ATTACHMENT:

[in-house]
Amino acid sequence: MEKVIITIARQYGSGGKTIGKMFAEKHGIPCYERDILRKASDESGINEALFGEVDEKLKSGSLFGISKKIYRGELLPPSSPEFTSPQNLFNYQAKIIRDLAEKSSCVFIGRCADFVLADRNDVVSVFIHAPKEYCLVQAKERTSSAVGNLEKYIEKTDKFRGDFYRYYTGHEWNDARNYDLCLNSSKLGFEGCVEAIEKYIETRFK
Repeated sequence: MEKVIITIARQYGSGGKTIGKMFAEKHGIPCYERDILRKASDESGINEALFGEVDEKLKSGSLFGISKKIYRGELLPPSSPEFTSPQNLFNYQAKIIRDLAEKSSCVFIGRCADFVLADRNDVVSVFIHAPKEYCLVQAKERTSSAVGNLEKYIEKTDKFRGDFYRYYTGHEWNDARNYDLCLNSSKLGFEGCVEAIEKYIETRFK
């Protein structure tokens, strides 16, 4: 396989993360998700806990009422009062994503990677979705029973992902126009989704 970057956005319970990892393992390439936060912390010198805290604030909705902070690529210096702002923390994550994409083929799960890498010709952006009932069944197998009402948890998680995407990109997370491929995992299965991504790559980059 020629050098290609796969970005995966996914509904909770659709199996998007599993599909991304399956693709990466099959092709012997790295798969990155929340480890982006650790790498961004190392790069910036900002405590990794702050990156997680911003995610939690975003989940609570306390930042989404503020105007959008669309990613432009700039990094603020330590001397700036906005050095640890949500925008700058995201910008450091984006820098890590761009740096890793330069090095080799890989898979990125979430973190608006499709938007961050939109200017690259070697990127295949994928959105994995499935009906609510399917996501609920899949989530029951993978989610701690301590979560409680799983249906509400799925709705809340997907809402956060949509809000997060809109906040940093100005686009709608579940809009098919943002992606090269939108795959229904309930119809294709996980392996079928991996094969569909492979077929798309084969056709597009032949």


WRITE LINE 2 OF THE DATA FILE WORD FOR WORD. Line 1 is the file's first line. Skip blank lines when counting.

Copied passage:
Amino acid sequence: MEKVIITIARQYGSGGKTIGKMFAEKHGIPCYERDILRKASDESGINEALFGEVDEKLKSGSLFGISKKIYRGELLPPSSPEFTSPQNLFNYQAKIIRDLAEKSSCVFIGRCADFVLADRNDVVSVFIHAPKEYCLVQAKERTSSAVGNLEKYIEKTDKFRGDFYRYYTGHEWNDARNYDLCLNSSKLGFEGCVEAIEKYIETRFK